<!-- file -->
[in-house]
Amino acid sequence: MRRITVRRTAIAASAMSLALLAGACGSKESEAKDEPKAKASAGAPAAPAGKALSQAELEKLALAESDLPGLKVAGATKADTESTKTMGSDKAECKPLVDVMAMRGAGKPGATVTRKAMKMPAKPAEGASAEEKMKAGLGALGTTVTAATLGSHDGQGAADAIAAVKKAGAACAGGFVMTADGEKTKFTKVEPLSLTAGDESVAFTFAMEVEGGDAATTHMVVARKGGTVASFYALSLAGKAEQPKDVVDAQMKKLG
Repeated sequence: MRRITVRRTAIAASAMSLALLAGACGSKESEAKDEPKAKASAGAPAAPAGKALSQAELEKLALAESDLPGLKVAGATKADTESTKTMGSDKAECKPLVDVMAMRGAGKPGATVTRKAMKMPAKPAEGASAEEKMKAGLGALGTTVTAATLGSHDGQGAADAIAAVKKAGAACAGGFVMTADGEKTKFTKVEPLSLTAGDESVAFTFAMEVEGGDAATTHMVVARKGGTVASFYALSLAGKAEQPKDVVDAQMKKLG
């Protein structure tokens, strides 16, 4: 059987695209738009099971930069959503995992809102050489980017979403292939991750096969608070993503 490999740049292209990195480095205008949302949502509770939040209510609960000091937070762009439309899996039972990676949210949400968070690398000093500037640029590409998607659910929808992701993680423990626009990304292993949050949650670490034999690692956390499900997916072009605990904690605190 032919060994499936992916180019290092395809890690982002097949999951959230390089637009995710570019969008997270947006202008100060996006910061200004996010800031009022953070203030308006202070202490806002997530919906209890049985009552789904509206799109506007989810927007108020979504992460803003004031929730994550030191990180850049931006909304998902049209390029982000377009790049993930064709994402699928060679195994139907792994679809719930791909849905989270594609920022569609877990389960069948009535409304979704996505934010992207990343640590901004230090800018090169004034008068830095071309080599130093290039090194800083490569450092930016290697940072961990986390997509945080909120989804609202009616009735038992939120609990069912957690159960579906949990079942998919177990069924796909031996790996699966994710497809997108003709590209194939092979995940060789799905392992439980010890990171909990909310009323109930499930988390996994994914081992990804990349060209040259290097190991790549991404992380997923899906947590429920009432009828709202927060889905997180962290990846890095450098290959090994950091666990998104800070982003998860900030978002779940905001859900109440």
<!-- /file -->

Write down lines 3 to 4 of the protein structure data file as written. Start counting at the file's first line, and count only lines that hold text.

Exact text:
Repeated sequence: MRRITVRRTAIAASAMSLALLAGACGSKESEAKDEPKAKASAGAPAAPAGKALSQAELEKLALAESDLPGLKVAGATKADTESTKTMGSDKAECKPLVDVMAMRGAGKPGATVTRKAMKMPAKPAEGASAEEKMKAGLGALGTTVTAATLGSHDGQGAADAIAAVKKAGAACAGGFVMTADGEKTKFTKVEPLSLTAGDESVAFTFAMEVEGGDAATTHMVVARKGGTVASFYALSLAGKAEQPKDVVDAQMKKLG
């Protein structure tokens, strides 16, 4: 059987695209738009099971930069959503995992809102050489980017979403292939991750096969608070993503 490999740049292209990195480095205008949302949502509770939040209510609960000091937070762009439309899996039972990676949210949400968070690398000093500037640029590409998607659910929808992701993680423990626009990304292993949050949650670490034999690692956390499900997916072009605990904690605190 032919060994499936992916180019290092395809890690982002097949999951959230390089637009995710570019969008997270947006202008100060996006910061200004996010800031009022953070203030308006202070202490806002997530919906209890049985009552789904509206799109506007989810927007108020979504992460803003004031929730994550030191990180850049931006909304998902049209390029982000377009790049993930064709994402699928060679195994139907792994679809719930791909849905989270594609920022569609877990389960069948009535409304979704996505934010992207990343640590901004230090800018090169004034008068830095071309080599130093290039090194800083490569450092930016290697940072961990986390997509945080909120989804609202009616009735038992939120609990069912957690159960579906949990079942998919177990069924796909031996790996699966994710497809997108003709590209194939092979995940060789799905392992439980010890990171909990909310009323109930499930988390996994994914081992990804990349060209040259290097190991790549991404992380997923899906947590429920009432009828709202927060889905997180962290990846890095450098290959090994950091666990998104800070982003998860900030978002779940905001859900109440």